Earth also represents strength and power. Consider the force produced when tectonic plates several miles below our feet move: Just a shift of one or two inches up, down, right or left creates a ripple effect that can be felt around the world as a powerful earthquake. Similarly, when a significant event happens in our own lives we might use this earthquake metaphor to describe how it felt as though “the earth moved” when it occurred. Or, when we are willing or have expended significant effort to achieve a goal or accomplish a particularly daunting task, another popular earth metaphor comes to mind: “It felt like I had to move mountains/draw water from a stone, but I got it done!” 

And then there are those times when we take on more jobs or responsibilities that we are not physically or emotionally equipped to handle at that moment. In our willingness to appear flexible and accommodating, the subconscious mind absorbs more and more pressures and stresses without expressing the discomfort that are actually, silently building up. Suddenly and to even our own surprise, that final small request to do something that we would not even notice or even register as an inconvenience becomes that final pound of pressure that releases a cascade of pent-up emotions in a potentially damaging outburst. After the dust has settled we are left wondering what happened and what could have been different had we addressed the first, second or even third issue before the compound weight of those pressures became so overwhelming. Perhaps that earth-shaking emotional outburst was needed to effect change, anyway.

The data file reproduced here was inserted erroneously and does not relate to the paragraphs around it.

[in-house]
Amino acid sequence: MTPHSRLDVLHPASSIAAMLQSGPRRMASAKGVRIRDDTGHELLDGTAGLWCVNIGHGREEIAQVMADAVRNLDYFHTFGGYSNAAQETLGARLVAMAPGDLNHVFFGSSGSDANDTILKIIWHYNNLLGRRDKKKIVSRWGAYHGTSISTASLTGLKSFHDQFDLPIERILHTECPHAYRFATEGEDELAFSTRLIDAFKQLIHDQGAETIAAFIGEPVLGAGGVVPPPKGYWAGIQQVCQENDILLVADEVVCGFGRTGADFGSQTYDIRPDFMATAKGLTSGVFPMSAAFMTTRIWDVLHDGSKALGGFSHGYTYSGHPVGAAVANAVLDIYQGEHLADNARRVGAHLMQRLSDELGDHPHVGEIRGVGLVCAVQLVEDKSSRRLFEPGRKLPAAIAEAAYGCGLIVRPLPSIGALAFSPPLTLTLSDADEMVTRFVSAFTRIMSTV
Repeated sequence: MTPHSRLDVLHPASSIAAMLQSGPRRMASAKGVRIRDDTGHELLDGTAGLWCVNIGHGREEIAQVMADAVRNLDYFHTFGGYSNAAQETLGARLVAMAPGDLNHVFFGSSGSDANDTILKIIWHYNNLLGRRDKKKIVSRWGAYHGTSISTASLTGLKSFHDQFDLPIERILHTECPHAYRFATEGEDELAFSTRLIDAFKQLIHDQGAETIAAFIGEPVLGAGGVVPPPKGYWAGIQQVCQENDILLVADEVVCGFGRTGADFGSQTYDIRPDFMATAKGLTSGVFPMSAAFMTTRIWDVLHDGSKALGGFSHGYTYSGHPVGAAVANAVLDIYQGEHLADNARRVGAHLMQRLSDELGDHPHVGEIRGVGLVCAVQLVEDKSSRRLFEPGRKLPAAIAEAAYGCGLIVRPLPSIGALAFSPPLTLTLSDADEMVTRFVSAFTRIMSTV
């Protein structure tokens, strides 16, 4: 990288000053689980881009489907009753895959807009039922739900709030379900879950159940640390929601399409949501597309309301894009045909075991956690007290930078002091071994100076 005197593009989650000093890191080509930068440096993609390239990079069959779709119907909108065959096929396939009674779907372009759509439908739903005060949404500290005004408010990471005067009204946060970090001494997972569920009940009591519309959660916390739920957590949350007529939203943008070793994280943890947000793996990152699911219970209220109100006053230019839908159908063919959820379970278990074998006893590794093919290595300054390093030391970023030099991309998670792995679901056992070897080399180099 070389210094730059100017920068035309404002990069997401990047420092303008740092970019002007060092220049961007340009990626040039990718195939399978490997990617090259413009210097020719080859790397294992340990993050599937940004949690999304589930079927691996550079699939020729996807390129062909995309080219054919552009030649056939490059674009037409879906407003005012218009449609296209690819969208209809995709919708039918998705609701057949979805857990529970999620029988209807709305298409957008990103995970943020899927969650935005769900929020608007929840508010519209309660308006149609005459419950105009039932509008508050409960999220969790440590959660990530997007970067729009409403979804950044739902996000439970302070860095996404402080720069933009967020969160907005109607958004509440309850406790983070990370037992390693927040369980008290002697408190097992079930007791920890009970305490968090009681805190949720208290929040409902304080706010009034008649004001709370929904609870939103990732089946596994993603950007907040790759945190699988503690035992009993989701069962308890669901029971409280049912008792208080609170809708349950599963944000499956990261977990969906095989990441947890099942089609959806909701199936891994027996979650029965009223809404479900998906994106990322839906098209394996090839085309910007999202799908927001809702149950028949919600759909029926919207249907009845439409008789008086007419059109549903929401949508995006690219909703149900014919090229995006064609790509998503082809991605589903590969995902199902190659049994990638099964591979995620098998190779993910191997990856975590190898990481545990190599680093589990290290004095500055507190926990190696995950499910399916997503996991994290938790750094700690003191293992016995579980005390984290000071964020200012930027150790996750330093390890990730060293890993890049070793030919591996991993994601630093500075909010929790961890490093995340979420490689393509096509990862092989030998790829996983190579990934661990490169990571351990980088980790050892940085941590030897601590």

Finally, there is the metaphor of the planet Earth, the person/place/profession or any other metaphoric center of our world. How often do we put the greatest importance or value on something or someone other than ourselves and our own well-being? Learning to appreciate, love and respect ourselves the way we deserve to be appreciated, loved and respected often produces the greatest (emotional) tectonic shift of all. The ability to incorporate all of these aspects of positive self-regard requires a solid foundation of personal awareness that hypnotherapy can help everyone realize, actualize and reinforce in our daily lives.


Sara R. Fogan, C.Ht. is a certified hypnotherapist based in Southern California. She graduated with honors from the Hypnosis Motivation Institute in 2005. For more information about Calminsense Hypnotherapy®, please visit http://www.calminsensehypnotherapy.com/.
© 2018